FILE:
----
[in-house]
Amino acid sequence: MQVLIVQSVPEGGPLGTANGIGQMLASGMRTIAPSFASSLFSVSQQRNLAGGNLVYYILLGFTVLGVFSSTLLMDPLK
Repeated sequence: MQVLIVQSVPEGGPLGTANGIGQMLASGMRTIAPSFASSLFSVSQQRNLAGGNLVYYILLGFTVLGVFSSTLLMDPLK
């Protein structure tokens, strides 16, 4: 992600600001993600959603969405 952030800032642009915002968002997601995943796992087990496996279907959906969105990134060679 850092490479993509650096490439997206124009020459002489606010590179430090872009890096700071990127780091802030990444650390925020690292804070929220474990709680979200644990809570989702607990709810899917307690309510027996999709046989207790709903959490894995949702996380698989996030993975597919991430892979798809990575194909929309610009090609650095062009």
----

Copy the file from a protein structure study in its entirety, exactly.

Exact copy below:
[in-house]
Amino acid sequence: MQVLIVQSVPEGGPLGTANGIGQMLASGMRTIAPSFASSLFSVSQQRNLAGGNLVYYILLGFTVLGVFSSTLLMDPLK
Repeated sequence: MQVLIVQSVPEGGPLGTANGIGQMLASGMRTIAPSFASSLFSVSQQRNLAGGNLVYYILLGFTVLGVFSSTLLMDPLK
């Protein structure tokens, strides 16, 4: 992600600001993600959603969405 952030800032642009915002968002997601995943796992087990496996279907959906969105990134060679 850092490479993509650096490439997206124009020459002489606010590179430090872009890096700071990127780091802030990444650390925020690292804070929220474990709680979200644990809570989702607990709810899917307690309510027996999709046989207790709903959490894995949702996380698989996030993975597919991430892979798809990575194909929309610009090609650095062009």